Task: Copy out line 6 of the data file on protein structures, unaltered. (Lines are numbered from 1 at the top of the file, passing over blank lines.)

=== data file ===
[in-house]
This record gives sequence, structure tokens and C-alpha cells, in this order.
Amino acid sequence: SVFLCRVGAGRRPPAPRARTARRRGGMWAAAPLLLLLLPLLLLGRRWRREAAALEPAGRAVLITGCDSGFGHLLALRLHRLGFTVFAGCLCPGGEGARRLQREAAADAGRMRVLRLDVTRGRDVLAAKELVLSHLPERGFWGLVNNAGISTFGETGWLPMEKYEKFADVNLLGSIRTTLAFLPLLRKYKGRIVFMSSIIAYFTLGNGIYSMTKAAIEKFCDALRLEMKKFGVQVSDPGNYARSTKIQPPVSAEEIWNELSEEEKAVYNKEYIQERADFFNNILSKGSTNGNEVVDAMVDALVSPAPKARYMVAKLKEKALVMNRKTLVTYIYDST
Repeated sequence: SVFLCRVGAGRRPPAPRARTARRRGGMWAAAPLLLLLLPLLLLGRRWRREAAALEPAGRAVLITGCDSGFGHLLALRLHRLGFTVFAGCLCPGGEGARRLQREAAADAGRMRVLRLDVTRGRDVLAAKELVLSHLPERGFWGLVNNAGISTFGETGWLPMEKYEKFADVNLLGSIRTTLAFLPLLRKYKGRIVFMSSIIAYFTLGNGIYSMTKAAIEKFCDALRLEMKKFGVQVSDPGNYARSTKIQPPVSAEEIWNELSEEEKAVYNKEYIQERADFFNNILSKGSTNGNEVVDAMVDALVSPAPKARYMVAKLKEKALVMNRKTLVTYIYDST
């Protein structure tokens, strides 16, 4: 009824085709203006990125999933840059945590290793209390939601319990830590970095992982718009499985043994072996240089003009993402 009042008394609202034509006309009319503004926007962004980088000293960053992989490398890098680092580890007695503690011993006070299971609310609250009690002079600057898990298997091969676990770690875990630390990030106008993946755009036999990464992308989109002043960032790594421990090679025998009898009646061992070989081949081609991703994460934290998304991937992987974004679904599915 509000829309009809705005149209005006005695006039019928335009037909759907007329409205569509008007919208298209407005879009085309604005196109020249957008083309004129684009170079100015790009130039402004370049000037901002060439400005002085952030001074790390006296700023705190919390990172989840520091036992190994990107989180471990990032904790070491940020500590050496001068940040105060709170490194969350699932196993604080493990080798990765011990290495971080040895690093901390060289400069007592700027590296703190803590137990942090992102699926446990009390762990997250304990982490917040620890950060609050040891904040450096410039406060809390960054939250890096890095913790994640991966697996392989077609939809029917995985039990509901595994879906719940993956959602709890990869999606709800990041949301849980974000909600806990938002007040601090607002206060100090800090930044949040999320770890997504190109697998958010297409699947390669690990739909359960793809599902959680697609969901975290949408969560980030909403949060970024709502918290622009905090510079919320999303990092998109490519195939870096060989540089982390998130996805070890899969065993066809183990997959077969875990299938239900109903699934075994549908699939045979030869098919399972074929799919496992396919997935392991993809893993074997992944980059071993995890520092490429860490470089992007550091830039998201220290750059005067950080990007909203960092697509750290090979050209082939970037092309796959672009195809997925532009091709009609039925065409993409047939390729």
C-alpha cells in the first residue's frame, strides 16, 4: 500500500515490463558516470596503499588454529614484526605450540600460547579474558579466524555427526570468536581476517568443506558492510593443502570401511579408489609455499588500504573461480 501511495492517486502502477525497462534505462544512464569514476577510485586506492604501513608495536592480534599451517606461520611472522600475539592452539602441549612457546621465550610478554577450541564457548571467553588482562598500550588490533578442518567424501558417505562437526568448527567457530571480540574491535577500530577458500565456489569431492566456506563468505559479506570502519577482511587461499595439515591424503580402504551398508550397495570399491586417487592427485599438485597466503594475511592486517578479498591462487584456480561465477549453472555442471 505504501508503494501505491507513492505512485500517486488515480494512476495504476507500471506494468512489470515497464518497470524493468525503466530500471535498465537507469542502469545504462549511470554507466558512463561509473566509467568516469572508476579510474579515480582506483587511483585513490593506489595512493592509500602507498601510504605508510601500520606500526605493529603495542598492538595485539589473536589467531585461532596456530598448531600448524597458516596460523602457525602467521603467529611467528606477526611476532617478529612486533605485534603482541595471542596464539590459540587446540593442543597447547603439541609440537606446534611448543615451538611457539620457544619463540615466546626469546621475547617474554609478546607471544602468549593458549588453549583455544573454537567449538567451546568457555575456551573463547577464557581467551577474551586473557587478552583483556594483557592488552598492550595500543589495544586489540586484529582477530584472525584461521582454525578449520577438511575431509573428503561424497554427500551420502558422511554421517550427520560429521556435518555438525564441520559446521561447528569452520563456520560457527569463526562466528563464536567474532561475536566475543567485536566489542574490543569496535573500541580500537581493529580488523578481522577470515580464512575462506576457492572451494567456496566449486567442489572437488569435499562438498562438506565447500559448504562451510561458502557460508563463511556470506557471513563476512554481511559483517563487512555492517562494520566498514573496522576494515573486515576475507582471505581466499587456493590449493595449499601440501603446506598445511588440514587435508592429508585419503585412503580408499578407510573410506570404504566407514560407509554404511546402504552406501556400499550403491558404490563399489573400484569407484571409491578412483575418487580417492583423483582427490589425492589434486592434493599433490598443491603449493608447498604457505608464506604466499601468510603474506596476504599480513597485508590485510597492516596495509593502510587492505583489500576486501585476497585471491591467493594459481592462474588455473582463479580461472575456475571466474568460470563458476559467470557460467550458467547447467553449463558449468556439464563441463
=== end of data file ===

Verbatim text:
C-alpha cells in the first residue's frame, strides 16, 4: 500500500515490463558516470596503499588454529614484526605450540600460547579474558579466524555427526570468536581476517568443506558492510593443502570401511579408489609455499588500504573461480 501511495492517486502502477525497462534505462544512464569514476577510485586506492604501513608495536592480534599451517606461520611472522600475539592452539602441549612457546621465550610478554577450541564457548571467553588482562598500550588490533578442518567424501558417505562437526568448527567457530571480540574491535577500530577458500565456489569431492566456506563468505559479506570502519577482511587461499595439515591424503580402504551398508550397495570399491586417487592427485599438485597466503594475511592486517578479498591462487584456480561465477549453472555442471 505504501508503494501505491507513492505512485500517486488515480494512476495504476507500471506494468512489470515497464518497470524493468525503466530500471535498465537507469542502469545504462549511470554507466558512463561509473566509467568516469572508476579510474579515480582506483587511483585513490593506489595512493592509500602507498601510504605508510601500520606500526605493529603495542598492538595485539589473536589467531585461532596456530598448531600448524597458516596460523602457525602467521603467529611467528606477526611476532617478529612486533605485534603482541595471542596464539590459540587446540593442543597447547603439541609440537606446534611448543615451538611457539620457544619463540615466546626469546621475547617474554609478546607471544602468549593458549588453549583455544573454537567449538567451546568457555575456551573463547577464557581467551577474551586473557587478552583483556594483557592488552598492550595500543589495544586489540586484529582477530584472525584461521582454525578449520577438511575431509573428503561424497554427500551420502558422511554421517550427520560429521556435518555438525564441520559446521561447528569452520563456520560457527569463526562466528563464536567474532561475536566475543567485536566489542574490543569496535573500541580500537581493529580488523578481522577470515580464512575462506576457492572451494567456496566449486567442489572437488569435499562438498562438506565447500559448504562451510561458502557460508563463511556470506557471513563476512554481511559483517563487512555492517562494520566498514573496522576494515573486515576475507582471505581466499587456493590449493595449499601440501603446506598445511588440514587435508592429508585419503585412503580408499578407510573410506570404504566407514560407509554404511546402504552406501556400499550403491558404490563399489573400484569407484571409491578412483575418487580417492583423483582427490589425492589434486592434493599433490598443491603449493608447498604457505608464506604466499601468510603474506596476504599480513597485508590485510597492516596495509593502510587492505583489500576486501585476497585471491591467493594459481592462474588455473582463479580461472575456475571466474568460470563458476559467470557460467550458467547447467553449463558449468556439464563441463